Members of the Greater New Haven community came together to recognize and honor some of the city’s homeless that passed away in 2017.
The 2nd Annual Homeless Memorial Service remembered 13 people and any one unknown that called New Haven home.
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The event brought people inside the Trinity on the Green Church during one of the coldest afternoons of the year.
“The homeless, when they pass, they get taken away from friends on the streets and then they don’t know if they’re dead or alive,” said Phill Costello with the Cornell Scott-Hill Health Center who helped organize the event. “This is a chance for them to come in and grieve and remember those that passed.”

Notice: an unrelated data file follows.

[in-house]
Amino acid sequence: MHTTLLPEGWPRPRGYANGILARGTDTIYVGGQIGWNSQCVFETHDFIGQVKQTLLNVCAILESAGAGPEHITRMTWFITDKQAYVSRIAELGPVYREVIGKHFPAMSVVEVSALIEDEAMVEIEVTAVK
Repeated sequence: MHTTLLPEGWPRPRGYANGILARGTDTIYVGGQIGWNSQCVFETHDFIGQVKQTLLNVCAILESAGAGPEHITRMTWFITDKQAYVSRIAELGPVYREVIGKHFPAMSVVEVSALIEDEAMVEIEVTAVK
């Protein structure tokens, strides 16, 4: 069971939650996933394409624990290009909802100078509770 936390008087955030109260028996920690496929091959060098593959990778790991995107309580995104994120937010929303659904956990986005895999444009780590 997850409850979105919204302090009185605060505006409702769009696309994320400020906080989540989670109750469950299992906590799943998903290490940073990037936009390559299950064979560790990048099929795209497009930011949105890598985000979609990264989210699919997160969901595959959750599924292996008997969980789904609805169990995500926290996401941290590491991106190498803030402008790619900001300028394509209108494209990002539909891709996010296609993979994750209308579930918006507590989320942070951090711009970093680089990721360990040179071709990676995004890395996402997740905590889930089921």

The Malloy administration has made ending chronic homelessness a priority.
“We’re now in a position to make sure everyone can find a home,” said Malloy. “That’s a really remarkable accomplishment for a state that hasn’t done a lot for housing in a long time.”
Costello is encouraged by the focus on ending homelessness but is concerned opioid crisis could lead to an increase in the future. He says its brining a younger and more ethnically diverse group of homeless individuals into the city.
Earlier this year, the Connecticut Coalition to End Homelessness released a count of 3387 homeless individuals statewide. It’s a 13% decrease year over year and down 24% in the last decade.